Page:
Author: Cynthia Lord
Genre: Juvenile Fiction, Newbery
Date Finished: 18 April 2008
My Rating: 4 Stars
Newbery Honor book 2007
Catherine's younger brother has autism and Catherine has made a set of rules "so if my someday-he'll-wake-up-a-regular-brother wish doesn't ever come true, at least he'll know how the world works, and I won't have to keep explaining things."
-If the bathroom door is closed knock (especially if Catherine has a friend over)!
-Say "thank you" when someone gives you a present (even if you don't like it).
-Don't stand if front of the TV when other people are watching it.
-A boy can take off his shirt to swim, but not his shorts.
-Chew with you mouth closed
-It's fine to hug Mom, but not the clerk at the video store.
-You can yell at the playground, but not during dinner.
-No toys in the fish tank.
I was amazed at how quickly I read this book. I sat down to read it and before I knew it I was turning the last page. This book was like a breath of fresh air to me. Lord gave us a character that is honest and fresh. I felt like I intimately knew Catherine and understood her feelings, and the actions she made as a result of those feelings. By the end of the book I was wishing I could be 12 again and move in across the street so I could send Morse code messages to Catherine with my flashlight.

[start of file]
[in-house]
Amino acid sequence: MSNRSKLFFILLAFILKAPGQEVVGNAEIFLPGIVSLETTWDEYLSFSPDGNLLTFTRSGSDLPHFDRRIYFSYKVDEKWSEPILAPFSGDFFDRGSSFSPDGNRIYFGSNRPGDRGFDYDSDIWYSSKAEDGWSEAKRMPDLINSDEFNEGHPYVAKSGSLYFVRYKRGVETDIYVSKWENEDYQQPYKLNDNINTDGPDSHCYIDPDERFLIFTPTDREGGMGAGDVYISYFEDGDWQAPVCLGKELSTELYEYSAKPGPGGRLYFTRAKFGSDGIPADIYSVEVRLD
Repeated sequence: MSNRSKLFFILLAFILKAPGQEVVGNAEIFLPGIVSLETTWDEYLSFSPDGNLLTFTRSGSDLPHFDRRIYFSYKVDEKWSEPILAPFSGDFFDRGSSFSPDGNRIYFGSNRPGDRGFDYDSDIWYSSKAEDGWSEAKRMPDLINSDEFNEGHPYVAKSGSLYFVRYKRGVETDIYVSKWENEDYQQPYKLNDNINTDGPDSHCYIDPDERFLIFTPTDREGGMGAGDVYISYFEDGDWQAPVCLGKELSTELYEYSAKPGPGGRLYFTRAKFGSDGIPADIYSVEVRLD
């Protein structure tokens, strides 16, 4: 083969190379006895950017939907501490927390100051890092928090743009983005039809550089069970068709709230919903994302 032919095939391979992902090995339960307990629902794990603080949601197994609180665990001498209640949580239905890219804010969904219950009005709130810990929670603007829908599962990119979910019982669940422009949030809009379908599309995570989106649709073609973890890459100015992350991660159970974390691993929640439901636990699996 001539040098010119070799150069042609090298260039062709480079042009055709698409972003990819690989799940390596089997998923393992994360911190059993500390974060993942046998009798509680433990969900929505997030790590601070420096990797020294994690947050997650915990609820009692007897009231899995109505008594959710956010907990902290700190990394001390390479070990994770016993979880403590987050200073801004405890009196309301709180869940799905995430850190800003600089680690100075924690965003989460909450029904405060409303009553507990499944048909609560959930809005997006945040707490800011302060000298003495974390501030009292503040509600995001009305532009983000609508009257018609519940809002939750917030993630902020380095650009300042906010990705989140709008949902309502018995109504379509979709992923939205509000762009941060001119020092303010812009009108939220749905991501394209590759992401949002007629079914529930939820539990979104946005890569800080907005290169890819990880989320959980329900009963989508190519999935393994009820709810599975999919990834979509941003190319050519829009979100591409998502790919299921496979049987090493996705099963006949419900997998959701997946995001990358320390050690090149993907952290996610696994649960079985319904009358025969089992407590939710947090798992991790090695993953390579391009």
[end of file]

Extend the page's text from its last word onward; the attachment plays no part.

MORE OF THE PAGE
Catherine really wishes she could have a normal brother. One she does not have to remind how to act in public and one who she does not have to worry about sabotaging her efforts to make friends with her new neighbor. She wishes she could live in a house where "no one drops toys in the fish tank, no one cares if the cellar door is open or closed, and no one shrieks unless there's a huge, hairy spider crawling up her arm. And they only have regular family rules: No snacks right before supper. Call if you're going to be late. Homework first."
Over the summer Catherine tags along while her mother takes David to his occupational therapy. While she is there she strikes up a friendship with Jason, a boy in a wheel chair who can only communicate through a series of cards with words written on them.
Throughout the story Catherine struggles to find a balance between her autistic brother, her parents who tend to put David first, and her new friendships, one with Jason and the other with the new girl next door.
While autism is a major theme in this book, the story is told through Catherine's eyes not David's. You get a picture of what it is like to have someone in your family with autism not what it is like to actually have autism.
I think the reason I enjoyed this book so much is that Lord made Catherine so accessible, someone you can really identify with.